Four (or five) cups of wine in support of Israel

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By Steve Kerbel

Despite all the upheaval and social distancing, Passover will soon be here and we will need wine to celebrate.

The availability of great Israeli wine offers an outstanding opportunity to provide economic support to Israeli businesses while buying something you need anyway. I regularly visit wineries throughout Israel, spending time in the vineyards and wineries and I’m happy to share some of what we’ll be drinking at our seders this year.

The revival of rosé as a popular choice has not been ignored by Israeli producers, and if you enjoy flavorful options I have a few to recommend. At the top of the list (and their wines rise to the tops of most lists) is Matar by Pelter. You won’t go wrong with any wines by Tal Pelter, but Matar is his kosher label and his rosé 2018, made from 85 percent grenache and 15 percent counoise grapes is among the best available.

Another unusual offering, if you can find it, is the Galil Mountain Rose, usually containing at least 85 percent sangiovese grapes. This delicious deep pink rosé is moderately priced, but quickly sells out when supplies reach the United States. The boutique Agur Winery makes a pastel pink, light Rosa, which also sells out quickly.

A lesser known winery from central Israel, Asaf Paz’s Vitkin winery in Kfar Vitkin, on the coastal plain, also makes a lovely, moderately priced rosé from a combination of 90 percent grenache noir and 10 percent carignan. I recently found this in a Washington-area wine department and have really been enjoying it.

White wine production in Israel continues to mature and develop. Some of my favorites are from the Galilee region: The Dalton chardonnay (unoaked) from the upper Galilee is light and citrusy chardonnay and a seder favorite with fish or poultry year in and year out.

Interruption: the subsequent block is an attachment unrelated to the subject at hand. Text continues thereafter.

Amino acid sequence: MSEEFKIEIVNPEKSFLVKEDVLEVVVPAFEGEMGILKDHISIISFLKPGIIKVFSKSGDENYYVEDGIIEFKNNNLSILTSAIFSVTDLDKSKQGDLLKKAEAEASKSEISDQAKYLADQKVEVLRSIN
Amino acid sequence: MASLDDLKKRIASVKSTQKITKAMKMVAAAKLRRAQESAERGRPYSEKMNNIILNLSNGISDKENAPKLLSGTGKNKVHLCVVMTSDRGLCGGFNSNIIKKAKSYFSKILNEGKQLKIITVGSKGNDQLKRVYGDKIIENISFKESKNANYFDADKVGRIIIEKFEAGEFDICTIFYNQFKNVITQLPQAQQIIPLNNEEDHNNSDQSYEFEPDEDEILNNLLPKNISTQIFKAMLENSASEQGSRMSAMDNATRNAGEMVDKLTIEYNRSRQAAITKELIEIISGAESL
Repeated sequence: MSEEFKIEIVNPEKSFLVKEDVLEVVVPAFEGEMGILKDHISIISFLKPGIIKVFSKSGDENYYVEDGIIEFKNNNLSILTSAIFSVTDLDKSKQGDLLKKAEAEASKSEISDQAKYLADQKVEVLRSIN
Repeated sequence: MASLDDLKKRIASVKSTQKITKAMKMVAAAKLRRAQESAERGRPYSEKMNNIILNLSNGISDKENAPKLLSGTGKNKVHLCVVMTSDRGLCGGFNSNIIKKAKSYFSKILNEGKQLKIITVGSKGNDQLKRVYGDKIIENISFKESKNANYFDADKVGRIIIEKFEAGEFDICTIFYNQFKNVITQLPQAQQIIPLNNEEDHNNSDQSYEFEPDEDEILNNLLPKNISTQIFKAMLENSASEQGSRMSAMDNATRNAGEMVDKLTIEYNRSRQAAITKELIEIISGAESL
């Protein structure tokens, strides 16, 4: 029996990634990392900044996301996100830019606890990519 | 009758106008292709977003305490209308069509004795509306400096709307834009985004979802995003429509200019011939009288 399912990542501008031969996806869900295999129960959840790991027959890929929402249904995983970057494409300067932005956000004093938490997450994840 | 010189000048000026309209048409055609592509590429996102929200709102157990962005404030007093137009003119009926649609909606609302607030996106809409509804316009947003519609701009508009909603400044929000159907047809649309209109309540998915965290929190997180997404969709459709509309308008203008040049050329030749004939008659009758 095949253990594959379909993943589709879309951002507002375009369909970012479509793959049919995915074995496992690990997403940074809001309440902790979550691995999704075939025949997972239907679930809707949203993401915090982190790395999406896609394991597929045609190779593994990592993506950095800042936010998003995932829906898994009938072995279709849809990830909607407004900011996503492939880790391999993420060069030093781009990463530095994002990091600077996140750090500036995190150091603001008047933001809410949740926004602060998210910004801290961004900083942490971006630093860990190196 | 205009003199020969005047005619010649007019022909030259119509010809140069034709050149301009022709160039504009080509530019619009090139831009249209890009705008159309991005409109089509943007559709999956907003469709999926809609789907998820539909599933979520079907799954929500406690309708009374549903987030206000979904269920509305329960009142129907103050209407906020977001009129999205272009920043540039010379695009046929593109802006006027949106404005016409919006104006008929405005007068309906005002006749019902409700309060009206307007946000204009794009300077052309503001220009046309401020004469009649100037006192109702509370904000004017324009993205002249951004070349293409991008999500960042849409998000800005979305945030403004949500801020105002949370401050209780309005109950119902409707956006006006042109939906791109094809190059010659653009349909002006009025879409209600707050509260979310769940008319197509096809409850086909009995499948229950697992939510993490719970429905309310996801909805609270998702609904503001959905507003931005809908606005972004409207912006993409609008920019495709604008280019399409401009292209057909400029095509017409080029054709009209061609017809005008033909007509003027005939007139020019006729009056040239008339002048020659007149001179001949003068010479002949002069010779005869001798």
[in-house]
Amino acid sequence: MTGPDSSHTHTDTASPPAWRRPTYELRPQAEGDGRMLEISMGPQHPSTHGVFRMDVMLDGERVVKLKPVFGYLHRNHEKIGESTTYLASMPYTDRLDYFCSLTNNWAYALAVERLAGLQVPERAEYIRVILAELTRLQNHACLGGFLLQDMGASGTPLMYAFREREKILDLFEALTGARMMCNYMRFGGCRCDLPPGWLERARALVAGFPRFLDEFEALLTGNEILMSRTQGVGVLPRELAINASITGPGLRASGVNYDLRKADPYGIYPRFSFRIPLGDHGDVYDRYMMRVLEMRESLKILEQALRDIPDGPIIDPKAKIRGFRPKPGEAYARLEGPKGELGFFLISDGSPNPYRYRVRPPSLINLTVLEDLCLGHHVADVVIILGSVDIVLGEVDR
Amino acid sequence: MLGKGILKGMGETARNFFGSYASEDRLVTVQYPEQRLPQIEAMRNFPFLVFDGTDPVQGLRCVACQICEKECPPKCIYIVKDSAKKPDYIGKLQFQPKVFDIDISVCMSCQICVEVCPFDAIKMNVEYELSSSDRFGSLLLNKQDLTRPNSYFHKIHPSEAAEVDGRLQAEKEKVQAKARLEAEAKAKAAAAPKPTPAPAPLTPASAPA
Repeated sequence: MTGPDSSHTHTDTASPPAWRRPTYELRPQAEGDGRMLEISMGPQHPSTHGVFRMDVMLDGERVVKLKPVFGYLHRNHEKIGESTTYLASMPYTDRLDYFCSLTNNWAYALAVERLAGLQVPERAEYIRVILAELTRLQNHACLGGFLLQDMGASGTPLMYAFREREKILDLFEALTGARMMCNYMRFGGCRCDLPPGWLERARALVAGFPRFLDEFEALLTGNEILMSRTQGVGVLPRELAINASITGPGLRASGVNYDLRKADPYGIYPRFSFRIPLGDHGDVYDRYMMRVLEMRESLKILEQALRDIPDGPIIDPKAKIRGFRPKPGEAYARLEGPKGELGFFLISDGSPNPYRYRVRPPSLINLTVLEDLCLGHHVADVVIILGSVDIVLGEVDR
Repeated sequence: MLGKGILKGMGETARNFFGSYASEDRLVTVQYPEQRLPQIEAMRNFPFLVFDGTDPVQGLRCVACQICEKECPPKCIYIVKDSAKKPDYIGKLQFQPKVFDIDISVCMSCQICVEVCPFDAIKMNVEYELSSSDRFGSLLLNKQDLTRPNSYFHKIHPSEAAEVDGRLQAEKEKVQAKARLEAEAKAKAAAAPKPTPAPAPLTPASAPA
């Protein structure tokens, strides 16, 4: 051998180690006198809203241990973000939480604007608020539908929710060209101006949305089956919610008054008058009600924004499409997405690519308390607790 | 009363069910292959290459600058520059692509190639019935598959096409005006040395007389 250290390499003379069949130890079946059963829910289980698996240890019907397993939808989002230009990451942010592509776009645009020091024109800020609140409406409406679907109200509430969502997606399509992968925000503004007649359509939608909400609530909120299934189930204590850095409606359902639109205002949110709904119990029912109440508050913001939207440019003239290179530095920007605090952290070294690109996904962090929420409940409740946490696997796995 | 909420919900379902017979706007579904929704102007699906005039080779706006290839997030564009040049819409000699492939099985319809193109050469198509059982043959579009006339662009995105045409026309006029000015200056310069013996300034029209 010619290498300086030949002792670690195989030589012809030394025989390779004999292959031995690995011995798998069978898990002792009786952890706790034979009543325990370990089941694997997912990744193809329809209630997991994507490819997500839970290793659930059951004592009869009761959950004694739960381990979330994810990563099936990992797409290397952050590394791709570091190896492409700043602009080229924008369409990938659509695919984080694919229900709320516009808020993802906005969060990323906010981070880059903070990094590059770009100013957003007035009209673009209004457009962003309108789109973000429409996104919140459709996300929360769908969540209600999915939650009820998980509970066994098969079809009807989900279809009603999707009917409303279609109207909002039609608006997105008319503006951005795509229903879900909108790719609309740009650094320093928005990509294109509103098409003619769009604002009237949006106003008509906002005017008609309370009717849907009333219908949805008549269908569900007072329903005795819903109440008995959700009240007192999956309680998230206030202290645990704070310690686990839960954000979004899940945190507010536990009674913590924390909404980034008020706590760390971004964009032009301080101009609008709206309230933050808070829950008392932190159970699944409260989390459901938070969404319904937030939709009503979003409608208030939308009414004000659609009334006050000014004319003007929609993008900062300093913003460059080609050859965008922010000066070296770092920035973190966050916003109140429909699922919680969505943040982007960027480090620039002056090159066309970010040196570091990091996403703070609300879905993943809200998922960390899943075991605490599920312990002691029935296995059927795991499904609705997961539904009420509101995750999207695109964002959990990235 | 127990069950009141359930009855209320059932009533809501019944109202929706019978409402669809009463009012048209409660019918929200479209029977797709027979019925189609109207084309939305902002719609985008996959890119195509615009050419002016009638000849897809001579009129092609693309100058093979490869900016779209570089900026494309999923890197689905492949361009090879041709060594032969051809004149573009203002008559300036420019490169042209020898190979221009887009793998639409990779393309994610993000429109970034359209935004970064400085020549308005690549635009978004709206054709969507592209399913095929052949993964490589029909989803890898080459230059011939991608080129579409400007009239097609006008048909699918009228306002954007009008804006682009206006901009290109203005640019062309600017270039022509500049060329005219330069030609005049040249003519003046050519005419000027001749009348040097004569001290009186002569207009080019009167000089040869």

If your budget allows a few extra shekels, and if it can be found, Jeff Morgan’s Covenant Blue C, a viognier made in the lower Galilee, is an outstanding wine and consistently wins praise on the competition circuit. It runs in the higher price range for Israeli whites at $25-$32.

A new wine from an established wine family, the Ben Zaken family, owners of Castel, one of Israel’s most acclaimed wineries, has released a lower priced line (but to my palate, not lower quality), their 2018 La Vie Label. The 2018 Blanc du Castel is a very enjoyable light white, a more typical Israeli white blend of sauvignon blanc (50 percent), chardonnay (45 percent) and gewurtztraminer (5 percent).

I need to walk back a sweeping statement I’ve made at my tastings over the years, when I said, “if you like pinot noir, buy if from France or the Pacific Northwest. Israel isn’t producing any great pinots.”

That’s not true anymore. I tasted two outstanding pinot noir offerings from Israel this summer, which I’m happy to recommend, to pair with either roasted poultry or beef. (They may not stand up to lamb.)

The first is from the aforementioned Vitkin Winery. Their 2016 pinot noir was sourced from grapes grown on the slopes of the Ela Valley (south of Beit Shemesh, where David slew Goliath) and it is a great pinot.

The best I’ve had so far comes from the village of Rechellim in the Shomron region, the family-owned Tura Winery. I visited with Vered, the business manager and wife of the wine maker, Erez Ben Sa’adon, in August and tasted several of their wines. While they have great chardonnay, cabernet and shiraz offerings, their Mountain Vista Pinot Noir stands out as a great example of a very special Israeli wine.

Also in the higher range ($26-$38), the Merlot and Estate Syrah from Tulip, in Kfar Tikvah, are crowd pleasers. The Kishor GSM, a bit harder to find, is a delicious wine made by a winery employing adults with developmental challenges.

For a more modest budget I recommend the Psagot Sinai blend, reformulated in 2018 from their earlier combination of cabernet sauvignon and shiraz to now include merlot (about a third each). This is one of my go-to wines for brisket, the other being any of the red blends from Galil Mountain (in ascending order, Ela, Alon, Meron and Yiron) ranging in prices from $16-$35.

Whatever your taste preferences or budget, there are great Israeli wine choices for the novice or experienced wine drinker. You just need to experiment to find what you enjoy.

Steve Kerbel is a Jewish education consultant in the Washington area and a lifelong Israeli wine hobbyist, having visited more than 130 of Israel’s wineries since 1985.

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